The Refrigerator, Nora, and Having It All

Nora Ephron’s recent passing was a sad day for our household, as it was for America. I was working when Jocelyn called to say she had read the news online—we were both stunned that this woman, a heroine and role model, a favorite writer and filmmaker, could be taken from us at such a young age. The next day, Jocelyn found a quote in the Times from Ephron’s commencement address to her alma mater, Wellesley, in 1996.

“Maybe young women don’t wonder whether they can have it all any longer, but in case any of you are wondering, of course you can have it all. What are you going to do? Everything, is my guess. It will be a little messy, but embrace the mess. It will be complicated, but rejoice in the complications. It will not be anything like what you think it will be like, but surprises are good for you. And don’t be frightened: you can always change your mind. I know: I’ve had four careers and three husbands.”

Jocelyn put the clip on the refrigerator door, where we collect quotes and New Yorker cartoons and bon mots to supplement our daily nutrition.

After Anne-Marie Slaughter’s essay in the recent Atlantic, in which she explains why she gave up after trying to “have it all”, the question is very much on my mind. I think it is on the minds of many women, young and not-so-young.

Perhaps the answer depends on the type of mother you want to be, and the type of children you are trying to raise. Perhaps it depends on what “having it all” means to you and how you want it look to others.

I look back on the years when my kids were young and there is no denying that they were difficult for all three of us. I had one daughter while I was in medical school and another during my third year of residency. I took three months off with the first and six weeks with the second. I had live-in childcare from the very beginning, which was always the biggest source of stress in my life. Would the babysitter show up? Plan B invariably involved my mom, my mother-in-law, my sisters, or one of my close girlfriends. I utilized all of them at one point or another. By and large, the eighties, as a decade, were lost to me. I never heard of The Talking Heads, the Police, knew vaguely of Michael Jackson’s Thriller, and missed pretty much every important cultural event from 1982 until 1989, when I passed my oral boards. I remember buying my first Sting CD in 1990. I roller-bladed in the house to his music.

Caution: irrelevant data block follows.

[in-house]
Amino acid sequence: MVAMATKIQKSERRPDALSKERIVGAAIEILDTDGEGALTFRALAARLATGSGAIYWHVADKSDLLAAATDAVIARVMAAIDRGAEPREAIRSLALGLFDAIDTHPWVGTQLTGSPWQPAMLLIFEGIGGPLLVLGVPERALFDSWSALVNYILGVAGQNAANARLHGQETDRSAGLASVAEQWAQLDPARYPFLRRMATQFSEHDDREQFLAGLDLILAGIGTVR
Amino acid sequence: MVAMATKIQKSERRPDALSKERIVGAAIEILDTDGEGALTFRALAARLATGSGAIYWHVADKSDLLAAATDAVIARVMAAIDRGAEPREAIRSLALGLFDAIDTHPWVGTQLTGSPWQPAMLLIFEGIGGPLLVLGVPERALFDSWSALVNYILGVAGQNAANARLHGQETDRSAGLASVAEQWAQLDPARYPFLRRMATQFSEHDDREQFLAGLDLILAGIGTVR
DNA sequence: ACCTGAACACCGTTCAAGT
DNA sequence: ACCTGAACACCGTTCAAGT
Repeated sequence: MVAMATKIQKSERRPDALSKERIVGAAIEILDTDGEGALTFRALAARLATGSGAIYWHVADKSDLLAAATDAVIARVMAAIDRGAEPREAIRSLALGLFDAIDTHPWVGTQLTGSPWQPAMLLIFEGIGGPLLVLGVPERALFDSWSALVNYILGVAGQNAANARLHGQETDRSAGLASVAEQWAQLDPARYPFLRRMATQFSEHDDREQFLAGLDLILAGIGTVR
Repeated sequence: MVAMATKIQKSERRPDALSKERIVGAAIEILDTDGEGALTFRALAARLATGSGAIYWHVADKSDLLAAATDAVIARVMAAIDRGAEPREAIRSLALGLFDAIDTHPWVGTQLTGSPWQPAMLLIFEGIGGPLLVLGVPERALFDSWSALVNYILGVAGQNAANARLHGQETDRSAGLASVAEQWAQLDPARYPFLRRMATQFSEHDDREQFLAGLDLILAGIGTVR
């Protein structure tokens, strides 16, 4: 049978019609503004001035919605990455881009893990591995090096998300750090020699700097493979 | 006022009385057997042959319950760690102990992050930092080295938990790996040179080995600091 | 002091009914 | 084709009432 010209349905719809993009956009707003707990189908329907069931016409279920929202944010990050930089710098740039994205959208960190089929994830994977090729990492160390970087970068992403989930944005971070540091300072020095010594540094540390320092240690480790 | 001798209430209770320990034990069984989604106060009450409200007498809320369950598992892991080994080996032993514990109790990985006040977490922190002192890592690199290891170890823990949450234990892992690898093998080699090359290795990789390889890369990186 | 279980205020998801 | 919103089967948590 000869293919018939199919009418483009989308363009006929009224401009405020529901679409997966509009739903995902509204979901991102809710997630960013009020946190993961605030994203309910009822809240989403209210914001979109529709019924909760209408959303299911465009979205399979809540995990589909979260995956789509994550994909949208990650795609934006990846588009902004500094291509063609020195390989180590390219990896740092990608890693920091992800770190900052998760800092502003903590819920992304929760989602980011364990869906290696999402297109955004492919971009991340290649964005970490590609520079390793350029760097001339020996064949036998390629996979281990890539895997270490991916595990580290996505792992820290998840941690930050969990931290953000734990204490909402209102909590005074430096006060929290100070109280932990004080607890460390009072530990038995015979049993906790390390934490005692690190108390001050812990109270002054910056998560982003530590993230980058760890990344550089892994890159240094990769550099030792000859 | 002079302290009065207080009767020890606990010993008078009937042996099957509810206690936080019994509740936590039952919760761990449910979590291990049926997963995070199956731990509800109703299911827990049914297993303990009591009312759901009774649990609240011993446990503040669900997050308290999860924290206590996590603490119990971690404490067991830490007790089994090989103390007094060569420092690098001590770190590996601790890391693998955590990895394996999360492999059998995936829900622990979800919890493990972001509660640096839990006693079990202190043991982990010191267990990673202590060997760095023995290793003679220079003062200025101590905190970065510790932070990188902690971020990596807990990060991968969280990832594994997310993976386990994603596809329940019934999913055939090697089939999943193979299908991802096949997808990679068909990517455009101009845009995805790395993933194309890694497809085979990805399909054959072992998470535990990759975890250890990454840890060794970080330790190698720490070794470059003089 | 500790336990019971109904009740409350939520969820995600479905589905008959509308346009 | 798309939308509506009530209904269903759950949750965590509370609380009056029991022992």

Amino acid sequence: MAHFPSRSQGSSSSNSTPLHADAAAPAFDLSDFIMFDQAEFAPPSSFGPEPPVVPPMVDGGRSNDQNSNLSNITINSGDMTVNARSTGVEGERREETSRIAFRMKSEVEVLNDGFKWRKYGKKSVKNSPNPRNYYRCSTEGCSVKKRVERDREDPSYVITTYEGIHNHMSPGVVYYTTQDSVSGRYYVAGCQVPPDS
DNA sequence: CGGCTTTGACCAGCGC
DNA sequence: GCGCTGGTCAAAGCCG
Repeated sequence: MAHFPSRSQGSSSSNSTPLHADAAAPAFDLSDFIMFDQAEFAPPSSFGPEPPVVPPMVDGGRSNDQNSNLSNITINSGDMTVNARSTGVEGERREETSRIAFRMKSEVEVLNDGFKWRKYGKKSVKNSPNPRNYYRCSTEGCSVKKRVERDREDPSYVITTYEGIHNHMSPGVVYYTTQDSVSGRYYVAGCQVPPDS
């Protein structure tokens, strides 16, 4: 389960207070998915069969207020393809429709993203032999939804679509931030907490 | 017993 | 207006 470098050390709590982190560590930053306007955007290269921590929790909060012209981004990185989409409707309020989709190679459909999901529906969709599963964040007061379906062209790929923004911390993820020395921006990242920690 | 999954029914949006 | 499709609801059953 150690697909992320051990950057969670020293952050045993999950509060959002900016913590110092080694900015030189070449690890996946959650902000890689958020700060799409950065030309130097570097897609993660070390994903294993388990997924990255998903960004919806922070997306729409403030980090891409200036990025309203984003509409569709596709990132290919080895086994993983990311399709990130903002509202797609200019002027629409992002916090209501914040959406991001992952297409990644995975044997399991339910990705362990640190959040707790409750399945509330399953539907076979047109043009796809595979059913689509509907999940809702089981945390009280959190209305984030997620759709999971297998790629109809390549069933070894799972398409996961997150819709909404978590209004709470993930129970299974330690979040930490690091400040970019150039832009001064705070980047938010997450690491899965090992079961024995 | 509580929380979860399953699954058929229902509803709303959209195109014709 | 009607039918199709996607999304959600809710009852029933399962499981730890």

I have tried to remember when I first read Heartburn, and I can’t because I’ve read it so many times. Nora was one of the reasons I wrote Good in a Crisis. I remember thinking, if this funny, hardworking, single parent can write a book about leaving her husband, so can I. Our experiences were different, of course, as were our books, but there is no doubt that she inspired me. During the pre-publication process, we had hoped to get a blurb from her, but Nora didn’t blurb. She blogged. And we weren’t able to get her attention. I studied her author’s video before I created my own.

But in Nora’s memory, I find myself trying to devise my own commencement address. What would I say to young women about “having it all”? I guess I would say this:

1. Marry a good man. Not having one makes everything much harder.
2. You only get one crack at life. Either live it or don’t. If you want to have a great job or make art or write or see the world or have kids or all of the above, do it all. And have as much fun as possible. When it’s not fun, move on to something else. Life is about balance. You will make mistakes. Learn from them.
3. You don’t have to plan everything. Actually, you can’t plan everything. Part of having life skills is being able to handle whatever comes next. And as a parent, you want to teach those skills to your kids.
4. There are times when you make hard choices, kids over career, career over family. Feeling pulled in two directions is not the end of the world. Jocelyn still chides me for not breastfeeding her. Get over it, I tell her.
5. As Nora said, Don’t expect it to be easy. But then again, don’t expect LIFE to be easy. Don’t expect KIDS to be easy. If a career is to be rewarding, don’t expect THAT to be easy. It will all be messy. Along the way your children will learn about messes and learn how to handle them by your example. What more valuable lesson can you give them?